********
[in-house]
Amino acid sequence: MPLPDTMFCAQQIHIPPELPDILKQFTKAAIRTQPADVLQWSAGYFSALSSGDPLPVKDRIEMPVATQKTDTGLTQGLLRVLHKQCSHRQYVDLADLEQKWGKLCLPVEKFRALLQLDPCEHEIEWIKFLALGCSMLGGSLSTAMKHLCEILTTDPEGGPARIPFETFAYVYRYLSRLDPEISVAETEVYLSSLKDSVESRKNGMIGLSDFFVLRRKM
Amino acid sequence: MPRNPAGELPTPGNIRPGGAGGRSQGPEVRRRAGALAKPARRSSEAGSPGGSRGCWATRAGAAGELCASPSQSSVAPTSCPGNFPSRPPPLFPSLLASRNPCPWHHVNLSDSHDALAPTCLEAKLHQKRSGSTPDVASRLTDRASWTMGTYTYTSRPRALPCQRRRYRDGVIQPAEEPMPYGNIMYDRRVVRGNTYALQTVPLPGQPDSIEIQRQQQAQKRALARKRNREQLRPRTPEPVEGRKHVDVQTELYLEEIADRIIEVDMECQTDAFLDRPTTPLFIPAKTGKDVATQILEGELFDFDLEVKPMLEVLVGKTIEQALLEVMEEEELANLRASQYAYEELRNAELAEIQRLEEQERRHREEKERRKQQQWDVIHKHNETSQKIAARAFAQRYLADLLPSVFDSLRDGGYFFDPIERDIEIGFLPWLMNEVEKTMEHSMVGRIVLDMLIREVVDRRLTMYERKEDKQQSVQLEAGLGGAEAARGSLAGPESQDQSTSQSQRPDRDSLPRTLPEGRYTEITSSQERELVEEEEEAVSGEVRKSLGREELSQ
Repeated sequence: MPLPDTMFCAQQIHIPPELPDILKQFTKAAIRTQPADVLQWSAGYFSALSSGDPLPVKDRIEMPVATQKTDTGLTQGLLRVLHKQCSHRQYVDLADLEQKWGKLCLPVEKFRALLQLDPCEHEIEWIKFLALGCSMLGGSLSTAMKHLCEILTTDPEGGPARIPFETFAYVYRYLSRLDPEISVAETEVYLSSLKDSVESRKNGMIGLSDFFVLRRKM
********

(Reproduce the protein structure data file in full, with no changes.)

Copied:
[in-house]
Amino acid sequence: MPLPDTMFCAQQIHIPPELPDILKQFTKAAIRTQPADVLQWSAGYFSALSSGDPLPVKDRIEMPVATQKTDTGLTQGLLRVLHKQCSHRQYVDLADLEQKWGKLCLPVEKFRALLQLDPCEHEIEWIKFLALGCSMLGGSLSTAMKHLCEILTTDPEGGPARIPFETFAYVYRYLSRLDPEISVAETEVYLSSLKDSVESRKNGMIGLSDFFVLRRKM
Amino acid sequence: MPRNPAGELPTPGNIRPGGAGGRSQGPEVRRRAGALAKPARRSSEAGSPGGSRGCWATRAGAAGELCASPSQSSVAPTSCPGNFPSRPPPLFPSLLASRNPCPWHHVNLSDSHDALAPTCLEAKLHQKRSGSTPDVASRLTDRASWTMGTYTYTSRPRALPCQRRRYRDGVIQPAEEPMPYGNIMYDRRVVRGNTYALQTVPLPGQPDSIEIQRQQQAQKRALARKRNREQLRPRTPEPVEGRKHVDVQTELYLEEIADRIIEVDMECQTDAFLDRPTTPLFIPAKTGKDVATQILEGELFDFDLEVKPMLEVLVGKTIEQALLEVMEEEELANLRASQYAYEELRNAELAEIQRLEEQERRHREEKERRKQQQWDVIHKHNETSQKIAARAFAQRYLADLLPSVFDSLRDGGYFFDPIERDIEIGFLPWLMNEVEKTMEHSMVGRIVLDMLIREVVDRRLTMYERKEDKQQSVQLEAGLGGAEAARGSLAGPESQDQSTSQSQRPDRDSLPRTLPEGRYTEITSSQERELVEEEEEAVSGEVRKSLGREELSQ
Repeated sequence: MPLPDTMFCAQQIHIPPELPDILKQFTKAAIRTQPADVLQWSAGYFSALSSGDPLPVKDRIEMPVATQKTDTGLTQGLLRVLHKQCSHRQYVDLADLEQKWGKLCLPVEKFRALLQLDPCEHEIEWIKFLALGCSMLGGSLSTAMKHLCEILTTDPEGGPARIPFETFAYVYRYLSRLDPEISVAETEVYLSSLKDSVESRKNGMIGLSDFFVLRRKM